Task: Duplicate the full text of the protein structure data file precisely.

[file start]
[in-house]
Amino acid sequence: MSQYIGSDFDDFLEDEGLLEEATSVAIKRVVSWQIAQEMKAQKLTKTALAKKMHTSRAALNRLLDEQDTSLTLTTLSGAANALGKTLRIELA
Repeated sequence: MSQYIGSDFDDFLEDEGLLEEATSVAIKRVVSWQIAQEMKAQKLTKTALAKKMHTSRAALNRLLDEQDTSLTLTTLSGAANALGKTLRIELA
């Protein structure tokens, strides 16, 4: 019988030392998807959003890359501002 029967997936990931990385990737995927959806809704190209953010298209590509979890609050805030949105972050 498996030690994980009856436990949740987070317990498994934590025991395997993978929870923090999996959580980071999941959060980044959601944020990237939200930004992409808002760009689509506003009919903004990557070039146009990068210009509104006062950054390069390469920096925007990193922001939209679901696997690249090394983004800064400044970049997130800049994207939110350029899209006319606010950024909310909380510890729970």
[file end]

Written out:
[in-house]
Amino acid sequence: MSQYIGSDFDDFLEDEGLLEEATSVAIKRVVSWQIAQEMKAQKLTKTALAKKMHTSRAALNRLLDEQDTSLTLTTLSGAANALGKTLRIELA
Repeated sequence: MSQYIGSDFDDFLEDEGLLEEATSVAIKRVVSWQIAQEMKAQKLTKTALAKKMHTSRAALNRLLDEQDTSLTLTTLSGAANALGKTLRIELA
């Protein structure tokens, strides 16, 4: 019988030392998807959003890359501002 029967997936990931990385990737995927959806809704190209953010298209590509979890609050805030949105972050 498996030690994980009856436990949740987070317990498994934590025991395997993978929870923090999996959580980071999941959060980044959601944020990237939200930004992409808002760009689509506003009919903004990557070039146009990068210009509104006062950054390069390469920096925007990193922001939209679901696997690249090394983004800064400044970049997130800049994207939110350029899209006319606010950024909310909380510890729970």